Trump order creates Schedule F, to speed hiring and firing in key positions

Michael Candelori / 

Photo credit: Michael Candelori/

The Trump administration created a new category of civil servant dubbed "Schedule F" in an Oct. 21 executive order that establishes new hiring and firing flexibilities for agencies across a range of policymaking positions.

The new classification will include employees in "confidential, policy-determining, policy-making, or policy-advocating character," according to the executive order, which are "not normally subject to change as the result of a presidential transition."

Under the order, federal agencies have 90 days to complete a preliminary review of positions to be reclassified under the order, with final determinations due in 210 days. That puts the first deadline at Jan. 19, 2021, one day before the scheduled presidential inauguration.

Some job functions listed as likely candidates for reclassification under Schedule F include the supervision of attorneys, the drafting of regulation and policy advocacy, positions housed in the very top executive tiers of agencies and roles that involve negotiating collective bargaining agreements.

The order also requires agencies to "expeditiously petition" the Federal Labor Relations Authority for approval to remove a reclassified Schedule F job from a bargaining unit, eliminating union participation.

The Trump administration couched the order in the language of efficient government.

"Separating employees who cannot or will not meet required performance standards is important, and it is particularly important with regard to employees in confidential, policy-determining, policy-making, or policy-advocating positions," the order states. "High performance by such employees can meaningfully enhance agency operations, while poor performance can significantly hinder them." The order notes that "senior agency officials report that poor performance by career employees in policy-relevant positions has resulted in long delays and substandard-quality work for important agency projects, such as drafting and issuing regulations."

One Trump political ally praised the order as "draining the swamp."

"President Trump has long pledged to take on this bureaucracy and restore power to the people by draining the swamp," Rep. James Comer (R-Ky.), the ranking member of the House Committee on Oversight and Reform, said in a statement. "President Trump again delivered on his promise by signing an executive order that will help make bureaucrats who have the ability to create and implement policy more accountable for their actions."

Everett Kelley, national president of the American Federation of Government Employees called the order, "the most profound undermining of the civil service in our lifetimes."

"The president has doubled down on his effort to politicize and corrupt the professional service," Kelley said in a statement. "This executive order strips due process rights and protections from perhaps hundreds of thousands of federal employees and will enable political appointees and other officials to hire and fire these workers at will."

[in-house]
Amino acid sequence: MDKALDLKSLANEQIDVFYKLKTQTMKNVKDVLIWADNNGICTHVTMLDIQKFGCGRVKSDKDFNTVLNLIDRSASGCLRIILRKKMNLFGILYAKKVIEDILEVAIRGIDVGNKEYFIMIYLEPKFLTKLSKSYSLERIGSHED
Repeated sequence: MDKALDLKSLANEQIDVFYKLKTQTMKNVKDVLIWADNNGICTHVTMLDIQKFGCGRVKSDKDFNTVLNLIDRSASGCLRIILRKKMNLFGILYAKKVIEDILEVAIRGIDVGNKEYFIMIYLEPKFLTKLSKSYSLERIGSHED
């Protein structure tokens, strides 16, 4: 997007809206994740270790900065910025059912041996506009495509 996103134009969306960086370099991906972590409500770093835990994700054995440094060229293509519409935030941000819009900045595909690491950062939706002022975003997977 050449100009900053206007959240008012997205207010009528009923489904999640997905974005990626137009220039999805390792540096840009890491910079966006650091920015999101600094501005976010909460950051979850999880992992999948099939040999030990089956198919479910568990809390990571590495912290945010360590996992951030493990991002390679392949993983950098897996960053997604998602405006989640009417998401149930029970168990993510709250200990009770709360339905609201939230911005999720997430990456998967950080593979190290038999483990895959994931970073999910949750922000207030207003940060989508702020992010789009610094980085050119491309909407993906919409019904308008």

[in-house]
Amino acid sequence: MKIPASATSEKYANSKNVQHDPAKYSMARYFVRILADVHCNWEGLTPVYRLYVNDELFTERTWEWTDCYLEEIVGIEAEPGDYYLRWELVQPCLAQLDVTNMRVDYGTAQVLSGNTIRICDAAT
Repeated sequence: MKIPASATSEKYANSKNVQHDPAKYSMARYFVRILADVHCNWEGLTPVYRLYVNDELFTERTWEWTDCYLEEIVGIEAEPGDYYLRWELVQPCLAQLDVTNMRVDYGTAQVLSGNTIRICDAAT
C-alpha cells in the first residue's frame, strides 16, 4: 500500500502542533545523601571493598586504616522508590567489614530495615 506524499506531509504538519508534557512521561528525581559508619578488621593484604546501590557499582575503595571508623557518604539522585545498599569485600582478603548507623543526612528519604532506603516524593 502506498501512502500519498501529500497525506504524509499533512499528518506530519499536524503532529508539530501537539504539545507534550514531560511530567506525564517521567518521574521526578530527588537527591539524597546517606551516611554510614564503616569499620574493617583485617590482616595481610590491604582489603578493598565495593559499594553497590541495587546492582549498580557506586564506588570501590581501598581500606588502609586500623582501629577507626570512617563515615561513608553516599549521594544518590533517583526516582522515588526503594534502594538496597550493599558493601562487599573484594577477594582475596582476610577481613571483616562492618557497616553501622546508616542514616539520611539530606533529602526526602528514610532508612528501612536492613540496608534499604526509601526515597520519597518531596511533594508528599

Rep. Gerry Connolly (D-Va.), the chairman of the Government Operations subcommittee of the House Committee on Oversight and Reform said that the order wasn't aimed at mending known weaknesses in federal human resources management.

“This executive order is yet another attack on federal employees that addresses absolutely none of the issues that can hinder effective federal recruitment and hiring. It’s a cheap ploy to let the Trump administration replace talent and acumen with fealty and self-dealing," Connolly said in an emailed statement.

Walter Shaub, a former head of the Office of Government Ethics and a high-profile critic of the Trump administration, warned of the potential consequences of the executive order.

"This is dangerous stuff," Shaub wrote on Twitter. "If you politicize the civil service, you make its members loyal to politicians instead of the Constitution and the rule of law." He added: "This could also be an effort by the Trump administration to have its political appointees 'burrow in' the civil service so they don’t have to quit if Trump loses (depending on how fast the administration moves to implement the order)."

The order also applies to all positions that require the White House Office of Presidential Personnel for their appointment. The Senior Executive Service is exempt. The order also contains a section banning adverse actions against Schedule F employees on the basis of their partisan affiliation, other protected characteristics, or their place as a whistleblower.

This article was updated Oct. 22 to include additional comment.

About the Author

Natalie Alms is a staff writer at FCW covering the federal workforce. She is a recent graduate of Wake Forest University and has written for the Salisbury (N.C.) Post. Connect with Natalie on Twitter at @AlmsNatalie.


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